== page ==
Wednesday, April 30, 2014


Matthias Grunewald takes your heart to a really strange place of ascension service through God with The Crucifixion, c. 1523-1524, from Staatliche Kunsthalle Karlsruhe. Not only do we have the whole thorn bush wrapped around Christ's head, rather than a crown of thorns, his loin cloth in tatters, and enormous feet nominating the cross base, a rough cross, bashed together from a felled tree but the whole sombre background feels more inside a forest come stage set, or simply emotionally inside his heart. The unique rendering of the twisted hands and crippled up feet are also suggested in other crucifixions such as the Isenheimer Altar in Musee d'Unterlinden in Colmar, France. This larger crucifixion was part of another altarpiece and would have had side leaves on either side in a humble church of wood, one would be imagining, even in the time of Johann Sebastian Bach, the surrounding location was a darkly wooded night or the time of the Goths. Never heard an organ play. Most of Medieval German villages still feel a bit this way. So, God graced us with art and Matthias Grunewald to help us on our way.

Tuesday, April 29, 2014


Cosimo Tura is lacewing to the heart with The Madonna of the Zodiac, c. 1459-1463, at the Accademia of Venice. Christ asleep is beautifully rendered with a graphic quality that takes you through divine circles to speak divinity through the heart, one feels angelic threads of Gods love through his brushwork. His foot almost enters Heaven and the royal cloth the Virgin wears takes you further to Gods domain. The goldfinch on the grapes behind would talk about the crucifixion, the passion of Christ and takes you right through to the heart of man via the threads of divine fate to the Saviour, our Lord. The Christian calendar is of importance to Cosimo Tura or the planetary reference to the zodiac. Other paintings such as the panels from the organ of the Ferrara Cathedral representing St. George and the Princess along with the Annunciation also appear to take you right through to the heart of God and man with the usage of red. A red bridal for St. George's horse and strange red threads dangle down in the background of the Annunciation from a squirrel in the roof beam. Both seem to hook you through to the vascular regions of your heart. The Madonna of the Zodiac with reference to Gods love also holds your heart.

Monday, April 28, 2014


Agnolo Bronzino gives us The Panciatichi Holy Family, c. 1540. This very moving rendition of Christ being blessed by a young St. John the Baptist as a Saint, takes your heart. All look lovingly on the baby divine or Christ child asleep. Mother Mary looks like she is recovering  from the birth and has divine velvet cloth around her waist. There is a divine message in the front on a scroll. Christ rests upon a small velvet cushion. And we appear to have Moses in the background looking over St. John. As a family unit they take you to the love of God.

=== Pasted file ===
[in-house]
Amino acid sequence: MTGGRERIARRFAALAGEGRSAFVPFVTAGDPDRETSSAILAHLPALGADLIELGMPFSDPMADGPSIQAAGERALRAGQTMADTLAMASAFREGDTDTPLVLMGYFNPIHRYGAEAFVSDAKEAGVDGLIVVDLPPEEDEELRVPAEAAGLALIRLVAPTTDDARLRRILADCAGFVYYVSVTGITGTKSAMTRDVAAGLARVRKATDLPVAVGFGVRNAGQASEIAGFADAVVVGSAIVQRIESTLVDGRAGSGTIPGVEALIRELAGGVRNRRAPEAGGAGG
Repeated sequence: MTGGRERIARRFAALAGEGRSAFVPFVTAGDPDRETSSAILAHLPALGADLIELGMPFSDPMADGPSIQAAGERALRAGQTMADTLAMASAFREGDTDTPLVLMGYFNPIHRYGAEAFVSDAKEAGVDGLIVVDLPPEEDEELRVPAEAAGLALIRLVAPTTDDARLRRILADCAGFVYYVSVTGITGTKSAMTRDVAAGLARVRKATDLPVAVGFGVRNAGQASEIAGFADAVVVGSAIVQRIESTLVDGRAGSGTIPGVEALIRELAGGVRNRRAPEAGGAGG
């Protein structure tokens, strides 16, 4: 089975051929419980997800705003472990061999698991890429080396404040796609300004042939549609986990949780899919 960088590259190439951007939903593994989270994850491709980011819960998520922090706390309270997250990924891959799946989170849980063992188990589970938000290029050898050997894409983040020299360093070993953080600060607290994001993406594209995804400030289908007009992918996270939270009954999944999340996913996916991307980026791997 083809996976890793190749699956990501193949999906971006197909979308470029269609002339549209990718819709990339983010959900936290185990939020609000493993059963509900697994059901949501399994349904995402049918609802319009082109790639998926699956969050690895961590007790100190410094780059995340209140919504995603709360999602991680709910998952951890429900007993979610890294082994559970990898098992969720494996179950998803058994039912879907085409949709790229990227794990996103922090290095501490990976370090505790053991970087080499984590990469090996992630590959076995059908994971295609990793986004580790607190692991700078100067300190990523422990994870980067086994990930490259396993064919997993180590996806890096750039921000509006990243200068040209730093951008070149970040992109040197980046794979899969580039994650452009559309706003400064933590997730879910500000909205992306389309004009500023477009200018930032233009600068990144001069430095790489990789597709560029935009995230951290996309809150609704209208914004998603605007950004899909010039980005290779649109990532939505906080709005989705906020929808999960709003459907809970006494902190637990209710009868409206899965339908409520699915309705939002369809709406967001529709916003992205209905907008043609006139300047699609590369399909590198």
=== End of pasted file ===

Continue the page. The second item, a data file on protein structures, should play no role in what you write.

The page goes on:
Sunday, April 27, 2014


Clown Playing a Drum, 1865-1867, by Honore Daumier, recently exhibited in London at the Royal Academy of Arts, comments about the heart of man. Most of the clown series of Daumier appears to be self-portraiture. One is reminded of current street performers in London and in times gone by a court jester spreading the news, the vocation of the Royal court. Daumier on the other hand worked in France for the lithography press or as a printmaker and why his lithography graphic work is so strong. London do seem to be dominated by the street press and hence this exhibitions appeal. The unfortunate history of freak shows in the United Kingdom has been taken over by newspapers and Daumier would have felt like the town clown and hence, a museum exhibit.

Saturday, April 26, 2014


We are taken on another spiritual pathway with Francisco de Zurbaran and his still lives. The painting A Cup of Water and a Rose, c. 1630, of the Spanish Baroque tradition is now currently housed at the National Gallery in London. This divine painting is an offering of Zurbaran's heart through God. The divine silverware and porcelain cup are sacred, the rose is to nominate God. Upon view, this painting is from the Holy order of the divine sacrament of Christ through God to Christ and for some people to the heart of a woman, God bless their wives and the goddess, the Virgin Mary. The rose would equal the heart of God. Philosophy from the early mystic philosophy where study of divine planetary from travelling Christians on a Christian pilgrimage through Spain would have been an influence. Vanitas was a divine message to God of the order of Christ. The still life tradition of Baroque Spain nominates the worth of the Holy, something still celebrated in Spain over Easter. A Holy week is in honor of God.

Friday, April 25, 2014


Francisco de Zurbaran gave us The Lamb of God, c. 1635-1640, now housed in San Diego. This special outing takes you through to God equalling the human heart. Recently shown in Ferrara, Italy this extraordinary painting takes you to the lamb of God. He is represented elsewhere in the Ghent Altarpiece, the altarpiece was commissioned by van Eyck, premise thought to be completed by his more famous brother Jan van Eyck, the painting is also called the Adoration of the Mystic Lamb or The Lamb of God. The Zurbaran painting finished the first room of the exhibition with the sweetest feeling you could know in your heart, love, the love of God.


Thursday, April 24, 2014


On the other hand, Martin Schongauer has Study of Peonies, 1472. The fold down the print paper is premise perhaps as it was too large for a folder reminiscent of folds of a print in a book. Almost like a heart fold as though he carried the print around with him and put it in his pocket overnight. A love letter from God. The depth of clarity of Schongauer's print work takes you right to the core of the human being and the God zone. Looking at these extraordinary peonies takes you to the blood of Christ and crucifixion. Not ten inch nails of psychological pain or the pain of loving God, simply the beauty of the bumblebee. The rest of his graphic work is this intense, too. A potent reminder of how God equals the human.

Wednesday, April 23, 2014